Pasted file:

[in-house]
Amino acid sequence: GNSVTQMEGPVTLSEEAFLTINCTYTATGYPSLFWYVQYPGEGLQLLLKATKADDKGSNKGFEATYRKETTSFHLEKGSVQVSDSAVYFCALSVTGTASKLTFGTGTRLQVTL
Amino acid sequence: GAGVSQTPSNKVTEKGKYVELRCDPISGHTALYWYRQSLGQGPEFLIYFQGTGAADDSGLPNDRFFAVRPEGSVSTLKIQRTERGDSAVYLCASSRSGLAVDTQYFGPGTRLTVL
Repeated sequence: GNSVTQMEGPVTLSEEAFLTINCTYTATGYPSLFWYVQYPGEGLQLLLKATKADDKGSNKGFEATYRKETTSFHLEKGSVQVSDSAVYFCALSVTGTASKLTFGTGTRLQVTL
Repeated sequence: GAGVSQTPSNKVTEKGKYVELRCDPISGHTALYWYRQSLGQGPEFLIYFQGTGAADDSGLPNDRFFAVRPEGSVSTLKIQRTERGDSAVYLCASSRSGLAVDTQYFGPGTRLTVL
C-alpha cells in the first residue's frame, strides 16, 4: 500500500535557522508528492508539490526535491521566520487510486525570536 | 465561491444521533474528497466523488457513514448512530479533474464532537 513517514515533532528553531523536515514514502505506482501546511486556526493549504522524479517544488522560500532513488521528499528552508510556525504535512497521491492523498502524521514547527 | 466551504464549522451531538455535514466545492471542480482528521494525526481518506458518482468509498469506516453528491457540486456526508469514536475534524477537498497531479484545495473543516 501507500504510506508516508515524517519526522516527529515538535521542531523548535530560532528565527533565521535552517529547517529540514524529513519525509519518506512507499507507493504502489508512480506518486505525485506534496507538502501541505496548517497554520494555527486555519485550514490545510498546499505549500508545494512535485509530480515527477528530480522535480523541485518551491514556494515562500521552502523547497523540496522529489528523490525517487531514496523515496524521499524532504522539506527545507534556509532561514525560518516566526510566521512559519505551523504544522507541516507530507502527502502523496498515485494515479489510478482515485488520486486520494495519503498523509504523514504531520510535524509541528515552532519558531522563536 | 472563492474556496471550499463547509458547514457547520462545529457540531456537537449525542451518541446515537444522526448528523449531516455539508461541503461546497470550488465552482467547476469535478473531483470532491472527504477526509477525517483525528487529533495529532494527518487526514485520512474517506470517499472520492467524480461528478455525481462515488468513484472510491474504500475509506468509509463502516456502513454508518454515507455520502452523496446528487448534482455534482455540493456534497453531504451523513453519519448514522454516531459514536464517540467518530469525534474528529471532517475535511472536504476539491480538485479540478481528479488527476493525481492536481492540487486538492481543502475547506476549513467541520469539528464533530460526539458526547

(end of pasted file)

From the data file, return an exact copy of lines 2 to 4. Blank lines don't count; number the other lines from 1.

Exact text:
Amino acid sequence: GNSVTQMEGPVTLSEEAFLTINCTYTATGYPSLFWYVQYPGEGLQLLLKATKADDKGSNKGFEATYRKETTSFHLEKGSVQVSDSAVYFCALSVTGTASKLTFGTGTRLQVTL
Amino acid sequence: GAGVSQTPSNKVTEKGKYVELRCDPISGHTALYWYRQSLGQGPEFLIYFQGTGAADDSGLPNDRFFAVRPEGSVSTLKIQRTERGDSAVYLCASSRSGLAVDTQYFGPGTRLTVL
Repeated sequence: GNSVTQMEGPVTLSEEAFLTINCTYTATGYPSLFWYVQYPGEGLQLLLKATKADDKGSNKGFEATYRKETTSFHLEKGSVQVSDSAVYFCALSVTGTASKLTFGTGTRLQVTL